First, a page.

Cathay Pacific, All Nippon Airways (ANA), and the Qantas Group have announced initiatives aimed at shoring up their future supply of Sustainable Aviation Fuel (SAF).

Hong Kong’s Cathay Pacific has announced a collaboration with China’s State Power Investment Corporation (SPIC) to develop a SAF supply chain, says Cathay.

Cathay Pacific A350-900

Source: Cathay Pacific

A Cathay Pacific A350-900 takes off

A memorandum of understanding between the two companies covers four SAF plants to be established by SPIC.

“We are very excited to be partnering with SPIC to support and accelerate the development of the SAF industry in China,” says Cathay chief executive Ronald Lam.

“Cathay Pacific has a target of using SAF for 10% of its total fuel consumption by 2030, which is a core component towards reaching our goal of net-zero carbon emissions by 2050.”

Cathay will also assist SPIC with the SAF certification process.

Separately, ANA says that it will procure SAF from Itochu Corporation for use aboard international and domestic flights from Tokyo’s Haneda and Narita Airports.

The SAF is blended under the auspices of an initiative led by the Japanese government. The SAF solution to be used was originally procured from Neste.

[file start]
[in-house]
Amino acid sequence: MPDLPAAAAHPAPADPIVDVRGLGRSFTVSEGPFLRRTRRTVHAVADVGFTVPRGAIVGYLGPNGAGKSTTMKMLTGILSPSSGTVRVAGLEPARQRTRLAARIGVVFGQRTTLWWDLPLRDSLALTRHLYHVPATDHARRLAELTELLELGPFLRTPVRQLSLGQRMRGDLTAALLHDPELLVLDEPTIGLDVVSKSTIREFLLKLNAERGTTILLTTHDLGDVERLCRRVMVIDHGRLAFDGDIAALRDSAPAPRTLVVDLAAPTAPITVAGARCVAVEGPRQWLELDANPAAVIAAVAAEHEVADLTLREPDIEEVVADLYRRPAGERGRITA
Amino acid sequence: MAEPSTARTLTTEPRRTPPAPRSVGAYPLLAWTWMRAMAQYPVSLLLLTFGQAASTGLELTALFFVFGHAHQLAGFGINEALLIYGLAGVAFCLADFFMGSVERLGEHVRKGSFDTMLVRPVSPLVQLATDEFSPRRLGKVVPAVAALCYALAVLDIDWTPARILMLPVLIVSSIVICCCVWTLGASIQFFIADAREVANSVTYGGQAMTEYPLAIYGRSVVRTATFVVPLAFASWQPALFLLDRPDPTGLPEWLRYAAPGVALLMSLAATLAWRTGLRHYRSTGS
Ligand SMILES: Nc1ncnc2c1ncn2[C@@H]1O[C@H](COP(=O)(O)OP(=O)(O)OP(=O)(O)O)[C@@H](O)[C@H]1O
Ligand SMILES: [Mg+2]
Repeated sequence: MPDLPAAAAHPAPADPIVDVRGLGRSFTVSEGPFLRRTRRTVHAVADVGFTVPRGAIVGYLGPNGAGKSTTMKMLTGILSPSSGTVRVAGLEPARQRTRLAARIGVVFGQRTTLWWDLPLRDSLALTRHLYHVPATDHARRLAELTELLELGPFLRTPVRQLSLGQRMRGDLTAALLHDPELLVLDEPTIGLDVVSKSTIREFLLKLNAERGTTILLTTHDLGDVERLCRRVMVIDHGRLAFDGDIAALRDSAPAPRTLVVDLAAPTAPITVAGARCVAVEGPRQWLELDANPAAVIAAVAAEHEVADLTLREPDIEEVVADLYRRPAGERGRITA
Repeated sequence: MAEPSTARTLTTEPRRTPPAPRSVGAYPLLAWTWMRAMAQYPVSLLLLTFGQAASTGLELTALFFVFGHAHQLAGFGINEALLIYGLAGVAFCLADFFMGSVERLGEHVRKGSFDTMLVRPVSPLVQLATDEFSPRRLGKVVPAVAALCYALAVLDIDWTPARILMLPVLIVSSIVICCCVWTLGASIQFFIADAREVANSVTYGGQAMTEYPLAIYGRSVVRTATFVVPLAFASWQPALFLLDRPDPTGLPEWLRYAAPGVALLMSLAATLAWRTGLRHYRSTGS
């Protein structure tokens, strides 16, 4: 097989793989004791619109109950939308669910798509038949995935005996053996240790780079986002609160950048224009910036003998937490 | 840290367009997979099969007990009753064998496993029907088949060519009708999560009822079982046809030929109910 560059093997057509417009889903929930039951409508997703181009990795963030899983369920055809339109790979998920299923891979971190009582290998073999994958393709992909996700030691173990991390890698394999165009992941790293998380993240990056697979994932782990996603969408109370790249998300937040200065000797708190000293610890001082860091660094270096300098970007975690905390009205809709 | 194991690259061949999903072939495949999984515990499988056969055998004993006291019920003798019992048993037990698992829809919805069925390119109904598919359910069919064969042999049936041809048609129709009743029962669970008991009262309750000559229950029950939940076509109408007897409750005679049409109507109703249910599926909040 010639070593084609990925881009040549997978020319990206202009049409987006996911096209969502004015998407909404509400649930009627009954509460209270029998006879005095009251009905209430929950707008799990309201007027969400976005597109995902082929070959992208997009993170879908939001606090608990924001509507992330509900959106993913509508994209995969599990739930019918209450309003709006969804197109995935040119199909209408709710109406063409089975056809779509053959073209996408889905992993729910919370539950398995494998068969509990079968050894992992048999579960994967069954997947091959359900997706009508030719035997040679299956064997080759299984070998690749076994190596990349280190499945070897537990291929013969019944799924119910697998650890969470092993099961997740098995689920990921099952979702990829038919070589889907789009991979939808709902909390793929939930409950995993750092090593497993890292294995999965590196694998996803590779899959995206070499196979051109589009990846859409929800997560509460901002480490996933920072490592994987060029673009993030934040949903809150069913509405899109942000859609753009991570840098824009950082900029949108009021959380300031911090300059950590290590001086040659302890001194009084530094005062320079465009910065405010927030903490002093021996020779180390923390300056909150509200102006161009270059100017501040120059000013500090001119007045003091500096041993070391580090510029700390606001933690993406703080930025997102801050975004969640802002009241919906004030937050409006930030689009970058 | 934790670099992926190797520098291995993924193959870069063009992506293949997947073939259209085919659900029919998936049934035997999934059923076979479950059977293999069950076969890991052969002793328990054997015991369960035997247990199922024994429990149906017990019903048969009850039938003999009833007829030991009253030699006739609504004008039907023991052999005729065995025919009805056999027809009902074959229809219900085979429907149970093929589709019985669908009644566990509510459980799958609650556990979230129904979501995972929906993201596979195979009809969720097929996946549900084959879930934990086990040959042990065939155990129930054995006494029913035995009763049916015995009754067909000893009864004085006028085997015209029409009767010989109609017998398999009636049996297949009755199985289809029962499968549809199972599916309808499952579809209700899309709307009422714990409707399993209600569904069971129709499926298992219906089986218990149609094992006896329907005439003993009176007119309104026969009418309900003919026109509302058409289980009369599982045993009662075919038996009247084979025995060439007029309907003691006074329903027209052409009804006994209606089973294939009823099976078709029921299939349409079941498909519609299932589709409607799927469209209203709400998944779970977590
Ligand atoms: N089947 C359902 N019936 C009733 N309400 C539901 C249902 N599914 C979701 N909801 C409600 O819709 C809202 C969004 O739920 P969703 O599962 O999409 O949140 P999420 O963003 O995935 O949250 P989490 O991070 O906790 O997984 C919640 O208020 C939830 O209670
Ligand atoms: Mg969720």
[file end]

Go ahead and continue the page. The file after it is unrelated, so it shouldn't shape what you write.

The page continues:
Finally, Qantas has teamed up with Airbus and the Queensland government in a programme to convert agricultural by products including sugarcane into SAF.

The pact sees the three companies investing in a biofuel facility being developed by Jet Zero Australia and LanzaJet.

Qantas and Airbus will jointly invest A$2 million ($1.3 million), and the Queensland government A$760,000. Overall, the initial capital raising comes to A$6 million. The funds will be used for a detailed feasibility study and early-stage project development.

Qantas Group chief sustainability officer Andrew Parker said the funding is an important first step toward developing a local SAF industry.

“Qantas will be the largest single customer for Australian-made SAF to mee our emissions reduction targets, which is why we’re investing in the ideas and technology that will build a local SAF industry,” says Parker.

“This is one of several projects we are looking to fund this year, all of which will help accelerate the decarbonisation of the aviation industry.”